Wednesday, January 20, 2016


Somewhere between deleting my social media apps from my phone, reading two new books, skiing my face off, making cookies and reconnecting with friends, I forgot to clarify and reiterate a few things on the 'sex sells/sexual objectification/enraged feminist' front (because none of you are suuuuuper tired of it yet, right??). I don't always communicate with other humans, but when I do, there's chaos.

(Someone please make this into a meme.)

First: this is my opinion. Like the rest of them, they're simply mine. They're not fact, they're not law, they're just the thoughts and feelings and perspectives that flow from my impact-addled brain and my well-intentioned heart. You can refute them or abuse me for them, but at the end of the day, they'll still just be opinions. Some of them have even changed. Such as this one from a little way back. Well, part of it has. (I still think that 'giving women a place' in MTB is messed up. We already have a place: front and center with the rest of the riders.)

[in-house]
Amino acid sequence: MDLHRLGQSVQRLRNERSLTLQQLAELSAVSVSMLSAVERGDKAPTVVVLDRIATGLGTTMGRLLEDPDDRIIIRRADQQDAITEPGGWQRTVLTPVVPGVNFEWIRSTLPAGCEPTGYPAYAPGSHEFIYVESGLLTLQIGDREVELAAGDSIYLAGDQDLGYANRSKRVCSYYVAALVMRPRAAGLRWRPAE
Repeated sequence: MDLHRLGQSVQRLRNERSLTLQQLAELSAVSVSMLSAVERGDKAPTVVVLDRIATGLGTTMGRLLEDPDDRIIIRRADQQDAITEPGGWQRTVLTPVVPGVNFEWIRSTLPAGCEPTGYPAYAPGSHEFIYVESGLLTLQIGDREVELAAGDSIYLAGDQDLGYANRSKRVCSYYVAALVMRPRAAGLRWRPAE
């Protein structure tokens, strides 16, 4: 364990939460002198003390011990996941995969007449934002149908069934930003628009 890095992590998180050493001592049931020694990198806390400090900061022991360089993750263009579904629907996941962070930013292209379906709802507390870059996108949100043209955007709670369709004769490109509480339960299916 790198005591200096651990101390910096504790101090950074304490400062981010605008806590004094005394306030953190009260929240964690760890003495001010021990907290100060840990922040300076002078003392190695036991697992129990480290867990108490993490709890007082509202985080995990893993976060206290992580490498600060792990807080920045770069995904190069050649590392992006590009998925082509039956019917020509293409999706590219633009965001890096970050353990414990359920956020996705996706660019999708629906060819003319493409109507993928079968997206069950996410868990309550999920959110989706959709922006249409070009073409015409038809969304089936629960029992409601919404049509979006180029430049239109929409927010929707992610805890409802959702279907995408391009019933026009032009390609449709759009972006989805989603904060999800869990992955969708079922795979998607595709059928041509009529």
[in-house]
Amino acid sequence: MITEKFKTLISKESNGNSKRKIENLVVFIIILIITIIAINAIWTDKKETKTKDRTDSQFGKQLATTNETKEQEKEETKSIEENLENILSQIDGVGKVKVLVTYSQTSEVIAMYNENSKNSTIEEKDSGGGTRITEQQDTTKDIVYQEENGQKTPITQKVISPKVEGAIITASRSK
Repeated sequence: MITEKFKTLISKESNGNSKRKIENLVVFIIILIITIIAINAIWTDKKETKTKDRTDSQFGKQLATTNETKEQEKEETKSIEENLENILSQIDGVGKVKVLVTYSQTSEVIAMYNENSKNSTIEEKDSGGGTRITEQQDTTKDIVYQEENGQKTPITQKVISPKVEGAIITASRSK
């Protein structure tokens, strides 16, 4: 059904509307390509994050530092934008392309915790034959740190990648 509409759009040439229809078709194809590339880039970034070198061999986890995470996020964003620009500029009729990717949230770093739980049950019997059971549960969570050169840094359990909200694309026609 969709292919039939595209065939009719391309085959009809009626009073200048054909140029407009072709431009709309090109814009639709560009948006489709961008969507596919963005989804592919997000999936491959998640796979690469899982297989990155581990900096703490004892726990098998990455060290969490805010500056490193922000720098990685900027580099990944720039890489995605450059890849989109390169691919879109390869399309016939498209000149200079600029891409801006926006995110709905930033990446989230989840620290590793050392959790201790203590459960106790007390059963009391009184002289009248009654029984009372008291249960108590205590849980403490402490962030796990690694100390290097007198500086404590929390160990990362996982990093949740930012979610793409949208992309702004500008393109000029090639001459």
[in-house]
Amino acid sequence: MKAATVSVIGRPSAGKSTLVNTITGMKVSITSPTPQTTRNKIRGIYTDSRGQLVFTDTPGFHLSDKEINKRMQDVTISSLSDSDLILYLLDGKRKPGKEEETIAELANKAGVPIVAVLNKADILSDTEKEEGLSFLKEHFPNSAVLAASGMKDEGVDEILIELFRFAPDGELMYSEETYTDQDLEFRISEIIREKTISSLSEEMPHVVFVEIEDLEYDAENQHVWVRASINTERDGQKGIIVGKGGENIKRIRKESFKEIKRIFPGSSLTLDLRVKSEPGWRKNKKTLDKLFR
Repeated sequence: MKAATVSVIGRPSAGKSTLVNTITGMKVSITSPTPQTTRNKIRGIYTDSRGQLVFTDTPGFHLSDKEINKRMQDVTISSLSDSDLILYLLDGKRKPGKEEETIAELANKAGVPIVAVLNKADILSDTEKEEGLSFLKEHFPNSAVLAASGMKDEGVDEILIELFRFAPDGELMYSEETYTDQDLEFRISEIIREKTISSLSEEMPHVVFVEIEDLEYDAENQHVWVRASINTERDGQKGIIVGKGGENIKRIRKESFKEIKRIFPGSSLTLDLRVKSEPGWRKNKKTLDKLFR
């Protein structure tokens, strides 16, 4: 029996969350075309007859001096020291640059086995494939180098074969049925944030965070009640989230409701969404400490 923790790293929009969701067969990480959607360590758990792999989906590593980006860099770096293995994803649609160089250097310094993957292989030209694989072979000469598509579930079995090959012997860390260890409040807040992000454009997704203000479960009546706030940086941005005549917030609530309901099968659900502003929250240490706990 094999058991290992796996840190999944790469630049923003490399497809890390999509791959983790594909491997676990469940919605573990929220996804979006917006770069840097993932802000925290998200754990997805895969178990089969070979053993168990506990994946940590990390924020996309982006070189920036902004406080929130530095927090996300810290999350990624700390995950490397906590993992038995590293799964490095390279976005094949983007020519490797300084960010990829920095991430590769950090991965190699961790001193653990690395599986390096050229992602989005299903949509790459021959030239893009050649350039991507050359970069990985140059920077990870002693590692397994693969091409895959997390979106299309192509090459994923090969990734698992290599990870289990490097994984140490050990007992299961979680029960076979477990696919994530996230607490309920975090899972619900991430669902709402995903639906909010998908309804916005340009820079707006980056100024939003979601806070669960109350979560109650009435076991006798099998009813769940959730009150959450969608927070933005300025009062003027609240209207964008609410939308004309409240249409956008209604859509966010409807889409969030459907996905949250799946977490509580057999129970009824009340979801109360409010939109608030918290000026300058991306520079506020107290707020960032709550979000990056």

I digress (as is the way of the squirrel-brain). Anyway.

Not many folks seem to have read my last post about human duality and 'having it both ways'. If you haven't, go read that. Then come back. 

I think most of my criticism of sexual marketing by companies have been internalized by a lot of other women and taken as bullying or criticism of them personally. Let me say this: please don't. My criticisms of commercial sexual exploitation do not extend to anyone else's personal choices. It's simply not my job nor my place to say shit-all about anyone else's decisions. If you feel bullied by my opinion, I'm sorry. 

I was looped into and given a heads up about this by a kind friend who sees a wider range of the female cycling field than I do (possibly because she hasn't alienated anyone like I have) and we had a clear, open conversation about where personal lines have to be drawn.